westernmost side of the part of this bay as yet has been
surveyed owing to the sea, wind and the before-mentioned numerous fires
of the natives, but as our courses and distance were all with a free wind
till we hauled off...there will be no great mistake found in that part of
this bay laid down. Till 8 P.M. from our run from Western Port the soil
of all the land from abreast of Elizabeth's Cove to Cape Shanks is
excellent; after you round Cape Shanks and stand to west the land is
invariably low and sandy with little hummocks here and there of grass and
small bushes till you get down as far as this supposed harbour; on the
opposite side the land gently rises a little for about 10 or 12 miles,
seemingly good ground, it then sweeps away in a long bight of low land
which we could just perceive at sundown...At noon saw the distant
appearance of land on our larboard beam and from latitude observed 38
degrees 48 minutes 14 seconds, I take it to be somewhere near about Cape
Shanks; bore away for Cape Albany Otway. Altitudes for Time-keeper one
giving Longitude 144 degrees 35 minutes 00 seconds and the second
Longitude 144 degrees 35 minutes 45 seconds east. All these 24 hours
sound ground from 45 to 33 fathoms. Sand mixed with shells and brown

"Wednesday, 6th January. Kept running for Cape Albany and by 7 P.M.
having nearly run into its latitude stood off and on during night. In the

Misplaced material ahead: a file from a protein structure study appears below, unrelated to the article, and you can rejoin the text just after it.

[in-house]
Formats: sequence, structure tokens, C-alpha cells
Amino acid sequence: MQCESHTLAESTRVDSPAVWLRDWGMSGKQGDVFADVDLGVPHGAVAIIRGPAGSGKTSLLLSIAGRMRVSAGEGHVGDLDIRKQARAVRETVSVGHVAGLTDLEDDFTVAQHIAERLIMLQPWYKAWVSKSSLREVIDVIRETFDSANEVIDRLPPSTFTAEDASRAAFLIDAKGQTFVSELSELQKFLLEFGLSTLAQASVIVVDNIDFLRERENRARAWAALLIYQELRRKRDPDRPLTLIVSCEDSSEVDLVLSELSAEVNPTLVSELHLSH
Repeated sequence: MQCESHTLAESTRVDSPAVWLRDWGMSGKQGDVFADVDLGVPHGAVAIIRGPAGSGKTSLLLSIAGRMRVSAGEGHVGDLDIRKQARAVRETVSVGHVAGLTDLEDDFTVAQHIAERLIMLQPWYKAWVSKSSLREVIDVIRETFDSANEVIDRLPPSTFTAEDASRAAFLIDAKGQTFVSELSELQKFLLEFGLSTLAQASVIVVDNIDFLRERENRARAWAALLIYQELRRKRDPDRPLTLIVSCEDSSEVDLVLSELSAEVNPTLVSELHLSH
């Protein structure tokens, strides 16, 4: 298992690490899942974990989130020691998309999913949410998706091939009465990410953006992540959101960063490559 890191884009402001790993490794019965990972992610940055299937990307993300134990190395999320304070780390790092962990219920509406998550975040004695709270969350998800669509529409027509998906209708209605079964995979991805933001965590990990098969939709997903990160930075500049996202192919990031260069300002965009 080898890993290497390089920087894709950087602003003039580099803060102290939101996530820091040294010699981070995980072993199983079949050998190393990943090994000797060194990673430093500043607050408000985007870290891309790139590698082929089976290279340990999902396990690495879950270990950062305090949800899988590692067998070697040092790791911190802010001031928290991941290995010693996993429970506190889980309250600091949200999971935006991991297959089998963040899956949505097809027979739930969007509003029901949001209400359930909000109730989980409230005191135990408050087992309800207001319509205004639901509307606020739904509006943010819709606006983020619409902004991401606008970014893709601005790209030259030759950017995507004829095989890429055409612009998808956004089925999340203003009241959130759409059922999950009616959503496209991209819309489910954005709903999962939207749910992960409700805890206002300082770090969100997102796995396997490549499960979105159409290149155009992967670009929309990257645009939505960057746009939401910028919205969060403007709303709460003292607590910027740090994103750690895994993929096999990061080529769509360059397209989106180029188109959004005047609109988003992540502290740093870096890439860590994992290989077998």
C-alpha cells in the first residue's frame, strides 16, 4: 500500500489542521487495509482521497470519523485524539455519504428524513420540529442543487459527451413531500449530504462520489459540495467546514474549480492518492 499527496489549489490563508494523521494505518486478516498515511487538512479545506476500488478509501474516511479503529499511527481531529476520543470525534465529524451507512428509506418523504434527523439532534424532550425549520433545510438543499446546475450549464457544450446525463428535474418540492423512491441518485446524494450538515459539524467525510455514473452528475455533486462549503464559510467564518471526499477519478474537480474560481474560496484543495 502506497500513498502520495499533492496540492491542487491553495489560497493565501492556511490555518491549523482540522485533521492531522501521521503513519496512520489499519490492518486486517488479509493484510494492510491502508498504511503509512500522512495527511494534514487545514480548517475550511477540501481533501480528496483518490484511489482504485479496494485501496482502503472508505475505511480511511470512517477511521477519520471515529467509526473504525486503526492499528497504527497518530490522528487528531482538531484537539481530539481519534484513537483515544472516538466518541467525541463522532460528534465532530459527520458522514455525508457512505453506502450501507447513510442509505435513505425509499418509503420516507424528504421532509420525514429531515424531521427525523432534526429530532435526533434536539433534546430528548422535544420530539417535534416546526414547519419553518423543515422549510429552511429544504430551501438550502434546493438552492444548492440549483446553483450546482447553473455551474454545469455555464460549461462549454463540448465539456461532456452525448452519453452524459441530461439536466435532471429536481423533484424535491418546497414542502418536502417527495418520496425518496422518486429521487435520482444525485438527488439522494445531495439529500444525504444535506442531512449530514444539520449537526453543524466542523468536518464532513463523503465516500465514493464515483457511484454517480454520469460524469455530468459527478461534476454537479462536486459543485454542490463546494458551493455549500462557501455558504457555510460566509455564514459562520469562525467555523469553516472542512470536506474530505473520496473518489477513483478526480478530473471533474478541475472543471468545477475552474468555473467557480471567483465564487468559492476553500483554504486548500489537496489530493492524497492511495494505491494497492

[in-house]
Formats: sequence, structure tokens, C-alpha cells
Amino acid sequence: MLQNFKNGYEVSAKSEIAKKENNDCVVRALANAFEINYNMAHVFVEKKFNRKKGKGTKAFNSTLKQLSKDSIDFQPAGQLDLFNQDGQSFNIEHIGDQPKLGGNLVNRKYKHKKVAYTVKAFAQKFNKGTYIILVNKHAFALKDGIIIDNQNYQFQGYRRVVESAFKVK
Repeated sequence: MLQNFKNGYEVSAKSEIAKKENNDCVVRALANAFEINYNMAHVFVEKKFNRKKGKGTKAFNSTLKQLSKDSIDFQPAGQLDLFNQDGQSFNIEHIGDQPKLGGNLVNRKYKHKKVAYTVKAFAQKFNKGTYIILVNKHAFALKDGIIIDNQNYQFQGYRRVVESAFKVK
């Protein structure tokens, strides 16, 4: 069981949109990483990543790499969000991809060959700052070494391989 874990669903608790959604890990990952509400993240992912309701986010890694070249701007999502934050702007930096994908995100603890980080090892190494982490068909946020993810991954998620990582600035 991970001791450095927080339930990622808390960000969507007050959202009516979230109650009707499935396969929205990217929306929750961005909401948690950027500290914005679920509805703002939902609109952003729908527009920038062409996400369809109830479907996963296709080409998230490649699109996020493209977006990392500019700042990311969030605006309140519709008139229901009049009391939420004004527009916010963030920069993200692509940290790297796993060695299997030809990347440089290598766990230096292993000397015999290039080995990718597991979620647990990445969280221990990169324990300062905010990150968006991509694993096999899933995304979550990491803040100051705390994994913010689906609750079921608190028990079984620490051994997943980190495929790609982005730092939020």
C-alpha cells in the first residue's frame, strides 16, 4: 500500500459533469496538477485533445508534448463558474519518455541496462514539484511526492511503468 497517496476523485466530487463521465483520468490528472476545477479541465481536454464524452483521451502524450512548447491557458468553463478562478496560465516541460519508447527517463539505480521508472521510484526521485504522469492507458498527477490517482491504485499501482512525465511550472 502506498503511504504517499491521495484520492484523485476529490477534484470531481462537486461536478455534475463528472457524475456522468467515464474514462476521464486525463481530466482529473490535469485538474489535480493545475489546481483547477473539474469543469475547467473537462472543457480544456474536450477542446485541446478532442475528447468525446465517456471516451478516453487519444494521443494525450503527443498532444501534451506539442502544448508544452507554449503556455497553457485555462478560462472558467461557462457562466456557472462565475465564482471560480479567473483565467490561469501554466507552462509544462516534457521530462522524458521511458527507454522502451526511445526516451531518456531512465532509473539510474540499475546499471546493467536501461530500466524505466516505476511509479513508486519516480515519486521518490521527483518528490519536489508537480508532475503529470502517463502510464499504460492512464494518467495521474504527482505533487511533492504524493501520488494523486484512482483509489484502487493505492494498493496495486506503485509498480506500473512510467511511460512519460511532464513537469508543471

morning it was very hazy otherwise would have seen the land. At half-past
9 A.M. saw Cape Albany, bearing west-north-west 10 or 12 miles distance
and Cape Danger north-west 16 or 17 miles; both these capes marked with
white sandy front and middling high, all the land between is sandy hills
and long sandy beach, as also what part of the land we saw stretching
into Portland Bay. Ground invariably mixed with shells and brown specks,
sometimes a little gravel, till the last time when we had 24 fathoms fine
sand. At the time Cape Albany bore 26 or 27 miles. At noon hauled our
wind for Harmingar Rock* (* Harbinger.) but owing to heavy sea and wind
did not make better than south-east course--the vessel labouring and
pitching a great deal.

"Thursday, 7th January. From noon till 5 P.M. strong winds at
north-north-east and a confused heavy sea...This weather settled into
hard gale at south-west by 7 a tumultuous sea up and we laboured much and